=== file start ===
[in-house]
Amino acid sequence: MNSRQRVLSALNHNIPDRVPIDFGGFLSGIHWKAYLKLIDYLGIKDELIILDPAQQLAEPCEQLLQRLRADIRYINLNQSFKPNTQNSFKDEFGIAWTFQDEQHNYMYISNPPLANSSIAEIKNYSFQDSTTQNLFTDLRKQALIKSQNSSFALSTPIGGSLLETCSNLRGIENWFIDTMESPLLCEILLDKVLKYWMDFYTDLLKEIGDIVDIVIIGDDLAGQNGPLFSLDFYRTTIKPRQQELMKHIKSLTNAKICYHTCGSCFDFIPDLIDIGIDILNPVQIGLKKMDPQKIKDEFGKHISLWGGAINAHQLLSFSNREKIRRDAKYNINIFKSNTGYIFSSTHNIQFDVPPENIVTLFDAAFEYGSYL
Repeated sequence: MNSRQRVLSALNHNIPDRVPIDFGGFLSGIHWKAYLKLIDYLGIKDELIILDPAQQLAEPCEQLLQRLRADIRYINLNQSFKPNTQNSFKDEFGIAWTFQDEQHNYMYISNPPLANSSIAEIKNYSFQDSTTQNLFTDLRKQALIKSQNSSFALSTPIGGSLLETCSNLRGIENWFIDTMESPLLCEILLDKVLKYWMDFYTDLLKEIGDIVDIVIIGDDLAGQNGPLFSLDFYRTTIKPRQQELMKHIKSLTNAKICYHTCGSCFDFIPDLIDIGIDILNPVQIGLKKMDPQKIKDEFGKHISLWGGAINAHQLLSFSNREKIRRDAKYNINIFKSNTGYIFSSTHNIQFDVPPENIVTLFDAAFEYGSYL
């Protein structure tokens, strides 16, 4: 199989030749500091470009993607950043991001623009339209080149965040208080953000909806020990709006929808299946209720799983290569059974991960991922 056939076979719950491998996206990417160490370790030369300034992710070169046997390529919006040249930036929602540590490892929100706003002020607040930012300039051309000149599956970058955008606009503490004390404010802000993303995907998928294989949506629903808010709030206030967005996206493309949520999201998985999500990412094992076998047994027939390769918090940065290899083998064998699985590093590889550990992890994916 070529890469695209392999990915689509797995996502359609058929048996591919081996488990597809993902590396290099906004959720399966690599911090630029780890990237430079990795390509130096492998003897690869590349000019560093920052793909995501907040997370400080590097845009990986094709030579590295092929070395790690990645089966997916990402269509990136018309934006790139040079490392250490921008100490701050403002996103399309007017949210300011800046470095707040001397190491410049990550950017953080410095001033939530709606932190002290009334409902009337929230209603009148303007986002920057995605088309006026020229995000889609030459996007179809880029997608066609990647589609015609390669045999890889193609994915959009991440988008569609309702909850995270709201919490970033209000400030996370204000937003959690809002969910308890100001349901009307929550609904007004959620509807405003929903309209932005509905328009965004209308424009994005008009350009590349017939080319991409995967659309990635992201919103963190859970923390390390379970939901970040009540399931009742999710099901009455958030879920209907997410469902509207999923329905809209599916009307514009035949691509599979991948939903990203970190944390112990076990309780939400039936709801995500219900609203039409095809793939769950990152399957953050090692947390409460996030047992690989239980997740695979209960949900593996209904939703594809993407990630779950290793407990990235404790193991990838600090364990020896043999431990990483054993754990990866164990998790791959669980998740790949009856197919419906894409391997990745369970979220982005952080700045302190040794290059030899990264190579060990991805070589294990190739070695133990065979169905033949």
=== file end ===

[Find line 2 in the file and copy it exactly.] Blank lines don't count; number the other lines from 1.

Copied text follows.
Amino acid sequence: MNSRQRVLSALNHNIPDRVPIDFGGFLSGIHWKAYLKLIDYLGIKDELIILDPAQQLAEPCEQLLQRLRADIRYINLNQSFKPNTQNSFKDEFGIAWTFQDEQHNYMYISNPPLANSSIAEIKNYSFQDSTTQNLFTDLRKQALIKSQNSSFALSTPIGGSLLETCSNLRGIENWFIDTMESPLLCEILLDKVLKYWMDFYTDLLKEIGDIVDIVIIGDDLAGQNGPLFSLDFYRTTIKPRQQELMKHIKSLTNAKICYHTCGSCFDFIPDLIDIGIDILNPVQIGLKKMDPQKIKDEFGKHISLWGGAINAHQLLSFSNREKIRRDAKYNINIFKSNTGYIFSSTHNIQFDVPPENIVTLFDAAFEYGSYL